Tuesday, February 28, 2017

Mary Harman, Mary Hartman - the television show, Season one episodes 1-9

Back in the mid 1970s, two soap opera spoofs aired that pushed the limits of parody. Soap was a weekly, prime time show that my whole family enjoyed watching. Mary Hartman, Mary Hartman really went a step further, a daily show that aired during a regular daytime drama slot. The show, however, was far from regular. The usual melodrama found on a soap was compounded and all sets, characters, and scripts were exaggerated. The title character, played by Louise Lasser, represented a suburban housewife in a blue collar family who, in addition to facing the usual stresses of marriage and raising a pre-teen daughter, also confronts the challenges of a mass murderer in the neighborhood, an exhibitionist grandfather, and a host of other problems.

The show is really quite sophisticated in its humor, and without a laugh track the audience is left on its own to figure out what is funny. Exaggerations and stereotypes comprise much of the farce. Re-watching the show now, four decades since it first aired, I commented to my husband that the sets look less like they were created in the '70s and more like they were created in the '90s to look like the '70s. That's quite a trick! Librarian stereotypes are, of course, some of my favorite things to write about, and this show managed to represent two different librarian clichés over two episodes. Episode five ends with our heroine receiving a phone call from a short, bespectacled, older, bun-headed, shusher-type (Iris Korn) informing her that the books she wanted had come in. She goes on to read the titles out loud, all of which fall along the lines of  'Your Orgasm and You', and other sexual self-help titles. The start of the following episode finds Mary arriving at the library to find a rather effeminate male librarian (Ken Olfson) behind the desk. She asks to speak to the "lady librarian" but is informed that she has left. While Mary pretends that the stack of martial aids that were set aside are not really for her, the librarian pretends that he simply cannot check them out to her since they were set aside for someone else. Ultimately Mary manages to wrest the books away from the library and bring them home, where they almost become another character in the story. Mary's husband Tom (Greg Mullavey) is embarrassed when a friend from work notices the books in the kitchen. Tom confronts Mary about them, and is incensed when she doesn't immediately return them from whence they came.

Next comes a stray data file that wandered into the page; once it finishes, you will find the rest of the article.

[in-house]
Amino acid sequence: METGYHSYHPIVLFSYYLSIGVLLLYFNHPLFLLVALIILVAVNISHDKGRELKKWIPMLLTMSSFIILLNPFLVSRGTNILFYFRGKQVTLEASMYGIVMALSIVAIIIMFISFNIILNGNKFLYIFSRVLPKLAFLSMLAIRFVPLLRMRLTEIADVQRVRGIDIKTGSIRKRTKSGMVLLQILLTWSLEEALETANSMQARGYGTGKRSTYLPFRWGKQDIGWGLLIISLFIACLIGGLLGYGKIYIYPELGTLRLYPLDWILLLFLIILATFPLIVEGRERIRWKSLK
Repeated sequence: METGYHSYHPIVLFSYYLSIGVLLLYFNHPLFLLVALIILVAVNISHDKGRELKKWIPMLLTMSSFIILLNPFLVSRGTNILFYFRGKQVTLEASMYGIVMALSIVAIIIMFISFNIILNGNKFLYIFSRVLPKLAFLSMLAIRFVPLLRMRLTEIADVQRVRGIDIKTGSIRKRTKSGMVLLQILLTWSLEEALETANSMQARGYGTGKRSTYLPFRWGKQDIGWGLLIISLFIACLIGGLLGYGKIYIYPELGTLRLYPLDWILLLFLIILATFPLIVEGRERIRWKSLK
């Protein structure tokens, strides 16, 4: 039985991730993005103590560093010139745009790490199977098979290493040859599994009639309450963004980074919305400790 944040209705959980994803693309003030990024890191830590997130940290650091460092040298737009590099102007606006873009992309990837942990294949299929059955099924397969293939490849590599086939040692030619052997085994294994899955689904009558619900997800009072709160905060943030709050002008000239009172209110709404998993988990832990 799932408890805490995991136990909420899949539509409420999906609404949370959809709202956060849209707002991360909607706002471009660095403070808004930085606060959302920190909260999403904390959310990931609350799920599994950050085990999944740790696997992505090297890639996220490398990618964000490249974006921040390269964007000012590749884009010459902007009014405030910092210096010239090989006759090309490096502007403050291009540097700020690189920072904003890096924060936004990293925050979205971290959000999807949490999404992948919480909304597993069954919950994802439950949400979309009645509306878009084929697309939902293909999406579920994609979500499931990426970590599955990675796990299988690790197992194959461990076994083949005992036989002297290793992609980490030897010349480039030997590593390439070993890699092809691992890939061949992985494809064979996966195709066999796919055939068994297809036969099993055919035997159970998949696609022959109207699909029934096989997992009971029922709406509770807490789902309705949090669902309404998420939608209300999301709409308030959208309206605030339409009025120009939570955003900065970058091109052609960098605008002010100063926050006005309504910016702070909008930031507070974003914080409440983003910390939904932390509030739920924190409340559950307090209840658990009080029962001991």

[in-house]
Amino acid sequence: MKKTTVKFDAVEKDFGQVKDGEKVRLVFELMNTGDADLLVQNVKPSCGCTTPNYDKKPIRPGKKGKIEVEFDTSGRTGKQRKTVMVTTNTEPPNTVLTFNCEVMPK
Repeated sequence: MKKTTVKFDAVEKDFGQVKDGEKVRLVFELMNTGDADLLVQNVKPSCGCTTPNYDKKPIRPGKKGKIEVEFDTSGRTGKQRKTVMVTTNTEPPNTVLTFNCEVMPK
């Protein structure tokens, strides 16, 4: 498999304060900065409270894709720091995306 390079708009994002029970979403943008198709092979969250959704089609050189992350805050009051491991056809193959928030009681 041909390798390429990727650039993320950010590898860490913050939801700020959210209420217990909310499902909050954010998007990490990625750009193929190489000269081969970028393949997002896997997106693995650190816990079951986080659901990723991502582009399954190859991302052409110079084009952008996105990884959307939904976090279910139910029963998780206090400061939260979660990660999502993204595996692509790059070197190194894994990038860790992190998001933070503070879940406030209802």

There is practically enough material here to write an entire Master's Degree thesis.

There are two more discs of episodes coming to my mailbox from Netflix. If there is any more drama about libraries or library books you will find out here.

Stay tuned...

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